Edit: I've been using the Pololu VNH5019 to control linear actuators (stall current 7 amperes) that open vents in a greenhouse. A nice feature of this driver is the motor current feedback, which allows you to monitor motor current at all times. An indication of a stuck vent is current draw roughly equal to the stall current over a period of (say) greater than 2 seconds, which is easy to detect and allows you to shut down the controller.

You could use this feature in your application to estimate the force applied by the linear actuator due to the motor current draw, but somehow you would have to work out a factor to convert the feedback voltage into force.

That's almost exactly what the purpose of this project is. But we just need to keep increasing the current going into the linear actuator until a certain point is reached. Conversion is not as a big of a deal, as getting reliable measurements from the current being put into the linear actuator. As long as the two voltages for two seperate parts can be compared then thats the ultimate goal. But a force sensor will be in place so that we can cross reference the two measurements.

zoomkat: The below info is for the 25 lb thrust linear actuator referenced. It appears that at the full operating load (25 lb) the current used is only 3.8A. If the expected insertion force is only ~1 lb, then you might get by with the L298N based h-bridge. There are other inexpensive high current h-bridges on ebay. How will you detect when the tested device has made insertion (which seems an important part of testing)?

http://www.ebay.com/itm/Dual-H-Bridge-DC-Stepper-Motorive-Controller-Board-Module-for-Arduino-L298N-EK-/201010121216?pt=LH_DefaultDomain_0&hash=item2ecd230a00

http://www.ebay.com/itm/Semiconductor-BTS7960B-Stepper-Motor-Driver-43A-H-Bridge-Drive-PWM-For-Arduino-/131077219871?pt=LH_DefaultDomain_0&hash=item1e84cfa61f

Current Drain (12V): 800ma operating No load Current drain (12V): 3.8A operating full load Current drain (12V): 15A at stall (Warning: Damage can occur at stall)

The linear actuator will be on a rail and the maximum distance the it can push will be the correct insertion area. So when the linear actuator is fully extended, the two parts will be correctly mated.

But we just need to keep increasing the current going into the linear actuator until a certain point is reached. Conversion is not as a big of a deal, as getting reliable measurements from the current being put into the linear actuator. As long as the two voltages for two seperate parts can be compared then thats the ultimate goal. But a force sensor will be in place so that we can cross reference the two measurements.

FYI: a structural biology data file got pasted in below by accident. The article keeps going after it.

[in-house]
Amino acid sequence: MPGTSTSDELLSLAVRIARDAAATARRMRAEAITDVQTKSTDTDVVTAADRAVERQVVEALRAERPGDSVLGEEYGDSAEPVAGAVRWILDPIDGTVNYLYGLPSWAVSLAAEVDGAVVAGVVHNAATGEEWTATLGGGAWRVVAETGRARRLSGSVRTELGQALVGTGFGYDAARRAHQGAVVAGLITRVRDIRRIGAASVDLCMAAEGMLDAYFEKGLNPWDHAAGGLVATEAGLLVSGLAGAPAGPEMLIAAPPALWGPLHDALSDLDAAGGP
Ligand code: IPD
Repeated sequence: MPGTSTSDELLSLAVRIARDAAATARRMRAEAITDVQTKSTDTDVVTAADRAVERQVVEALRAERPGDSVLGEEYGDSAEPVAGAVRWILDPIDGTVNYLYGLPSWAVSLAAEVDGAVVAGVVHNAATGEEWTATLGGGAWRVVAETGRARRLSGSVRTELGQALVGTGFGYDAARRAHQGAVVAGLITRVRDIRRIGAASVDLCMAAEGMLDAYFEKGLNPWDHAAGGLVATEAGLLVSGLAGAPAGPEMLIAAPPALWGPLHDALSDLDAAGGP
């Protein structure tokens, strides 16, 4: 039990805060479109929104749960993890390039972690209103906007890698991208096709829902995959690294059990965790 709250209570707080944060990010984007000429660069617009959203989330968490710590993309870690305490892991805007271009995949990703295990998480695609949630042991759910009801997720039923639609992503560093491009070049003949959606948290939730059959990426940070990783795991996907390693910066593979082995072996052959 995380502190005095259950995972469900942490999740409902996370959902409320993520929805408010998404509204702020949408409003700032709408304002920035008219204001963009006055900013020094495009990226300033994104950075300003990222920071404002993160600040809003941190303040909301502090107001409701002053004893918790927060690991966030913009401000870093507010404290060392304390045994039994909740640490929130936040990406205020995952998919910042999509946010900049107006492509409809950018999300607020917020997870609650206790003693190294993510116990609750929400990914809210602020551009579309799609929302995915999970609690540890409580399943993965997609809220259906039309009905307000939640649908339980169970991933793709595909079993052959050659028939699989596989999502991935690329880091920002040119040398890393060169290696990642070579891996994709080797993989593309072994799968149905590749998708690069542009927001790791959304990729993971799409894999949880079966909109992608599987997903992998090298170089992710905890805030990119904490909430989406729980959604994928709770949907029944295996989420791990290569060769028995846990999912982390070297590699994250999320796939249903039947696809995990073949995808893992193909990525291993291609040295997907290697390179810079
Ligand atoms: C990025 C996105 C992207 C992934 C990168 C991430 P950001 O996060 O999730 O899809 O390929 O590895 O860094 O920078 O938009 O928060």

It sounds to me that the VNH5019 driver will do exactly what you want. Just keep increasing the PWM value until the parts mate. I'm guessing that you will see a drop in the motor force/current when static friction is overcome and the parts start sliding together.

So just an update to the project, all the parts needed to power and control the linear actuator came in, including the Arduino XD XD. But Im getting stuck setting up the code to test the force needed to connect the two parts. I was planning to use two types of feedback in the code, the internal potentiometer and a force sensor. A sample of the code I plan to use is below, but I’m not sure how the ‘break’ function works.

int originalpotValue = analogRead(potFeedback);
potValue = analogRead(potFeedback);

//While loop when the force sensor starts to read a force
while(originalpotValue >= potValue)
{
for(int i=20; i<256; i++)
{
//Increases the PWM signal from 20 to 256
digitalWrite(push, HIGH);
digitalWrite(pull, LOW);
analogWrite(control, i);

//Reads the potentiometer inside the while and for loop
potValue = analogRead(potFeedback);
break;
}
delay(30);
}

So basically how I coded it to work is it keeps increasing the PWM signal until the linear actuator shaft starts to move. My problem is I don’t know if it will be stuck on the first iteration of the for loop because of the ‘break’? And is there anyway to call the previous value the pwm signal was set on? Thanks in advance for the help.

Read the how to use the forum sticky about code tabs.

The break breaks out of a loop, basically if you are using one then you are writing your code incorrectly. That code will break out of the for loop every time. You want to read the pot before going into the loop and if you see it move significantly come out of your loop. However, it should be a while loop that has the conditions that it keeps going while the pot has not moved and the PWM value is less than the maximum. Arrange things right and it will exit using the last value you wrote, if you arrange things wrong then you will have to subtract one to get the value.